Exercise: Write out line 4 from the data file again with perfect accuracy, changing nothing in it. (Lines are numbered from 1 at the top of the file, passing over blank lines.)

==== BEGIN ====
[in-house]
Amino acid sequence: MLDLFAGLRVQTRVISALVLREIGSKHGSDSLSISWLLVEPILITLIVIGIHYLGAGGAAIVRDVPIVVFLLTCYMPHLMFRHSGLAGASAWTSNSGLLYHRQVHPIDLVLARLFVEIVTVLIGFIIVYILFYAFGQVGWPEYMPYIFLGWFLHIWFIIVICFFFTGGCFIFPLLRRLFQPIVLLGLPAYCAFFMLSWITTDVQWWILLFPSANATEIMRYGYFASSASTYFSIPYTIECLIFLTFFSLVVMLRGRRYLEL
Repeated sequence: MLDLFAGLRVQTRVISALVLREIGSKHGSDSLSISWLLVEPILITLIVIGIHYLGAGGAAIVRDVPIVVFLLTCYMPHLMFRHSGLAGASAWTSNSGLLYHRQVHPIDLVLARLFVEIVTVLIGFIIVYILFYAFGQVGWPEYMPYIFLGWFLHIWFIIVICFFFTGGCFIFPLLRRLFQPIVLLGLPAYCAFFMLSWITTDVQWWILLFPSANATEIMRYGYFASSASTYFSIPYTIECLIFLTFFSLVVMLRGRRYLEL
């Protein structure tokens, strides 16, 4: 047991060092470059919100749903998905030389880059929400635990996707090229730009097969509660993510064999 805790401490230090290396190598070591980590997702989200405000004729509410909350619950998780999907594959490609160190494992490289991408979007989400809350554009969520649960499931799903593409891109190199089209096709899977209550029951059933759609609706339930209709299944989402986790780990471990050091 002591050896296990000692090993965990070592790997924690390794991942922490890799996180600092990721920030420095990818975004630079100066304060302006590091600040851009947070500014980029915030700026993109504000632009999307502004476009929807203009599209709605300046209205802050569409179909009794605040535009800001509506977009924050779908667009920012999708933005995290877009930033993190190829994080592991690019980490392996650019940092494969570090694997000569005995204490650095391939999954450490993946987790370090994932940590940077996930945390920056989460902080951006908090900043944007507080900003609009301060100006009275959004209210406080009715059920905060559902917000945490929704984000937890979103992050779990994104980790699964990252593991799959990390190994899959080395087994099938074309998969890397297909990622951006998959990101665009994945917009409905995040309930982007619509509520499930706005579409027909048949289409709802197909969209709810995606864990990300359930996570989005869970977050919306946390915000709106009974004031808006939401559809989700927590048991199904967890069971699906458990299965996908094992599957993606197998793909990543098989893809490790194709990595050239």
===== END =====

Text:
């Protein structure tokens, strides 16, 4: 047991060092470059919100749903998905030389880059929400635990996707090229730009097969509660993510064999 805790401490230090290396190598070591980590997702989200405000004729509410909350619950998780999907594959490609160190494992490289991408979007989400809350554009969520649960499931799903593409891109190199089209096709899977209550029951059933759609609706339930209709299944989402986790780990471990050091 002591050896296990000692090993965990070592790997924690390794991942922490890799996180600092990721920030420095990818975004630079100066304060302006590091600040851009947070500014980029915030700026993109504000632009999307502004476009929807203009599209709605300046209205802050569409179909009794605040535009800001509506977009924050779908667009920012999708933005995290877009930033993190190829994080592991690019980490392996650019940092494969570090694997000569005995204490650095391939999954450490993946987790370090994932940590940077996930945390920056989460902080951006908090900043944007507080900003609009301060100006009275959004209210406080009715059920905060559902917000945490929704984000937890979103992050779990994104980790699964990252593991799959990390190994899959080395087994099938074309998969890397297909990622951006998959990101665009994945917009409905995040309930982007619509509520499930706005579409027909048949289409709802197909969209709810995606864990990300359930996570989005869970977050919306946390915000709106009974004031808006939401559809989700927590048991199904967890069971699906458990299965996908094992599957993606197998793909990543098989893809490790194709990595050239």